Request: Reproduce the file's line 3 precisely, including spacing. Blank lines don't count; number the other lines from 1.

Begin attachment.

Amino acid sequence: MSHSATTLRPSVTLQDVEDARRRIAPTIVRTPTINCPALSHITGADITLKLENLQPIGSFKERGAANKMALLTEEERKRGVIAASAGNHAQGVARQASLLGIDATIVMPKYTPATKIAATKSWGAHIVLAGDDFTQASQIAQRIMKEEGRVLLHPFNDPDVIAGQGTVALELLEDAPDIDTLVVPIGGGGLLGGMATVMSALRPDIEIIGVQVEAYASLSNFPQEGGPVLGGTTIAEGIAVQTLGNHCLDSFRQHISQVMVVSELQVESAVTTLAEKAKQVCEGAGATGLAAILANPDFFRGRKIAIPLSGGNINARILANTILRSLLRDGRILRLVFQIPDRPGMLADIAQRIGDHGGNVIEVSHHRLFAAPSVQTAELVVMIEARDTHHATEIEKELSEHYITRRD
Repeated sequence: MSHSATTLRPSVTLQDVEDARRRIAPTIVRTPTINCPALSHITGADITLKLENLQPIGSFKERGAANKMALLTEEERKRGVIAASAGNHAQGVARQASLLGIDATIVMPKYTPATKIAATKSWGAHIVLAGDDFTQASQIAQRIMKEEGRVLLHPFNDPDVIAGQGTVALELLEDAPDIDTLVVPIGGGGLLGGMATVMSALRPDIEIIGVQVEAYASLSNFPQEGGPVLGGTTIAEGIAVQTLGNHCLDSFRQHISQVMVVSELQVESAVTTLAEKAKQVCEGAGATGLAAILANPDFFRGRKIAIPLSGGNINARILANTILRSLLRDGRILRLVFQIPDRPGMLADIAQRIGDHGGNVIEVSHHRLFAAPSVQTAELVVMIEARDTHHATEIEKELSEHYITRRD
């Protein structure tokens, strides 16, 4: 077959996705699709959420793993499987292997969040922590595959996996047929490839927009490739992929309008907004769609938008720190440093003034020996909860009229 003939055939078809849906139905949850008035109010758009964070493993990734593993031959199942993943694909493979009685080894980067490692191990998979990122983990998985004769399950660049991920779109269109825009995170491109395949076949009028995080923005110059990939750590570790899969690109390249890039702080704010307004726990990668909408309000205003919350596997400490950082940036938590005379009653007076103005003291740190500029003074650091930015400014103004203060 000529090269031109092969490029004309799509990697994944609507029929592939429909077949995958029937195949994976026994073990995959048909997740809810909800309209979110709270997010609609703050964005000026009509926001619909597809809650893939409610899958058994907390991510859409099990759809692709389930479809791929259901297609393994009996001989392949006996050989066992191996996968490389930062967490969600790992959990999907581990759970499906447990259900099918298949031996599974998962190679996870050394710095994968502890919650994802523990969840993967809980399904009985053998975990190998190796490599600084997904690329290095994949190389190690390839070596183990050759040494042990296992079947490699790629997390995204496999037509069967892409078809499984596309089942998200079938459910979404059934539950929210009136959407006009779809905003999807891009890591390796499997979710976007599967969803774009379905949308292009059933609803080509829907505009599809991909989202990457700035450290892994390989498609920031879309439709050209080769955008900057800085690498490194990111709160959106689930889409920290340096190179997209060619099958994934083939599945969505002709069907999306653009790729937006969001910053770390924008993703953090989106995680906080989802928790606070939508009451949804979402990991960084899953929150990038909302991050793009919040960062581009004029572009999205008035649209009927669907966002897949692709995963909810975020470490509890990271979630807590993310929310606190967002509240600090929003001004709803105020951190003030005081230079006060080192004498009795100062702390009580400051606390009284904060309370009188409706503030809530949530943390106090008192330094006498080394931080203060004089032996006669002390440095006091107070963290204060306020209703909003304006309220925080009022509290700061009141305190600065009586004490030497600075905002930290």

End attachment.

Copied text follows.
């Protein structure tokens, strides 16, 4: 077959996705699709959420793993499987292997969040922590595959996996047929490839927009490739992929309008907004769609938008720190440093003034020996909860009229 003939055939078809849906139905949850008035109010758009964070493993990734593993031959199942993943694909493979009685080894980067490692191990998979990122983990998985004769399950660049991920779109269109825009995170491109395949076949009028995080923005110059990939750590570790899969690109390249890039702080704010307004726990990668909408309000205003919350596997400490950082940036938590005379009653007076103005003291740190500029003074650091930015400014103004203060 000529090269031109092969490029004309799509990697994944609507029929592939429909077949995958029937195949994976026994073990995959048909997740809810909800309209979110709270997010609609703050964005000026009509926001619909597809809650893939409610899958058994907390991510859409099990759809692709389930479809791929259901297609393994009996001989392949006996050989066992191996996968490389930062967490969600790992959990999907581990759970499906447990259900099918298949031996599974998962190679996870050394710095994968502890919650994802523990969840993967809980399904009985053998975990190998190796490599600084997904690329290095994949190389190690390839070596183990050759040494042990296992079947490699790629997390995204496999037509069967892409078809499984596309089942998200079938459910979404059934539950929210009136959407006009779809905003999807891009890591390796499997979710976007599967969803774009379905949308292009059933609803080509829907505009599809991909989202990457700035450290892994390989498609920031879309439709050209080769955008900057800085690498490194990111709160959106689930889409920290340096190179997209060619099958994934083939599945969505002709069907999306653009790729937006969001910053770390924008993703953090989106995680906080989802928790606070939508009451949804979402990991960084899953929150990038909302991050793009919040960062581009004029572009999205008035649209009927669907966002897949692709995963909810975020470490509890990271979630807590993310929310606190967002509240600090929003001004709803105020951190003030005081230079006060080192004498009795100062702390009580400051606390009284904060309370009188409706503030809530949530943390106090008192330094006498080394931080203060004089032996006669002390440095006091107070963290204060306020209703909003304006309220925080009022509290700061009141305190600065009586004490030497600075905002930290």